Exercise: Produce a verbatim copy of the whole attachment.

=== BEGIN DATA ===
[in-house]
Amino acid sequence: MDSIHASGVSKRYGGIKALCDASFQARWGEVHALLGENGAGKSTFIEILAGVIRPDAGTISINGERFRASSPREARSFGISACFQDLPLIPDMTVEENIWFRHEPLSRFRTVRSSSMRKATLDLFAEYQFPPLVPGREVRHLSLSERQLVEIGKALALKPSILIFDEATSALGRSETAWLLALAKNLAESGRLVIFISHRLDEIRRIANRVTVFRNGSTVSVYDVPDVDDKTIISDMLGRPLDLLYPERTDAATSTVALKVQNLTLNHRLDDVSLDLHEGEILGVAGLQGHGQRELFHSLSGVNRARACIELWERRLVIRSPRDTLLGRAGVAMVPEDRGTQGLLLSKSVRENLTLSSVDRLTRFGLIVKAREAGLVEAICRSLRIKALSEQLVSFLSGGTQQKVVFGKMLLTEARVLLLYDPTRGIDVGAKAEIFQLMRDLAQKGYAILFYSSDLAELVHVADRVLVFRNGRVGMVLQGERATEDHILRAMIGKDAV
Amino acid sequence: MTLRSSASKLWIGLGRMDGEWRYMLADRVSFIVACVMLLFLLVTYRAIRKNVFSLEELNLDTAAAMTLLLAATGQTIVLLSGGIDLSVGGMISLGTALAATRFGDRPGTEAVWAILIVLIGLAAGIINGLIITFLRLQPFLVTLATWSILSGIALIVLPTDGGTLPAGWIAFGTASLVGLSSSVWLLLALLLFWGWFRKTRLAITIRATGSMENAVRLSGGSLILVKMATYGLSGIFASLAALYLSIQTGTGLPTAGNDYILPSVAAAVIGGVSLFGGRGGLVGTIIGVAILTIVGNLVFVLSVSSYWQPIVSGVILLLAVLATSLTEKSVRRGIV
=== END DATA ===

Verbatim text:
[in-house]
Amino acid sequence: MDSIHASGVSKRYGGIKALCDASFQARWGEVHALLGENGAGKSTFIEILAGVIRPDAGTISINGERFRASSPREARSFGISACFQDLPLIPDMTVEENIWFRHEPLSRFRTVRSSSMRKATLDLFAEYQFPPLVPGREVRHLSLSERQLVEIGKALALKPSILIFDEATSALGRSETAWLLALAKNLAESGRLVIFISHRLDEIRRIANRVTVFRNGSTVSVYDVPDVDDKTIISDMLGRPLDLLYPERTDAATSTVALKVQNLTLNHRLDDVSLDLHEGEILGVAGLQGHGQRELFHSLSGVNRARACIELWERRLVIRSPRDTLLGRAGVAMVPEDRGTQGLLLSKSVRENLTLSSVDRLTRFGLIVKAREAGLVEAICRSLRIKALSEQLVSFLSGGTQQKVVFGKMLLTEARVLLLYDPTRGIDVGAKAEIFQLMRDLAQKGYAILFYSSDLAELVHVADRVLVFRNGRVGMVLQGERATEDHILRAMIGKDAV
Amino acid sequence: MTLRSSASKLWIGLGRMDGEWRYMLADRVSFIVACVMLLFLLVTYRAIRKNVFSLEELNLDTAAAMTLLLAATGQTIVLLSGGIDLSVGGMISLGTALAATRFGDRPGTEAVWAILIVLIGLAAGIINGLIITFLRLQPFLVTLATWSILSGIALIVLPTDGGTLPAGWIAFGTASLVGLSSSVWLLLALLLFWGWFRKTRLAITIRATGSMENAVRLSGGSLILVKMATYGLSGIFASLAALYLSIQTGTGLPTAGNDYILPSVAAAVIGGVSLFGGRGGLVGTIIGVAILTIVGNLVFVLSVSSYWQPIVSGVILLLAVLATSLTEKSVRRGIV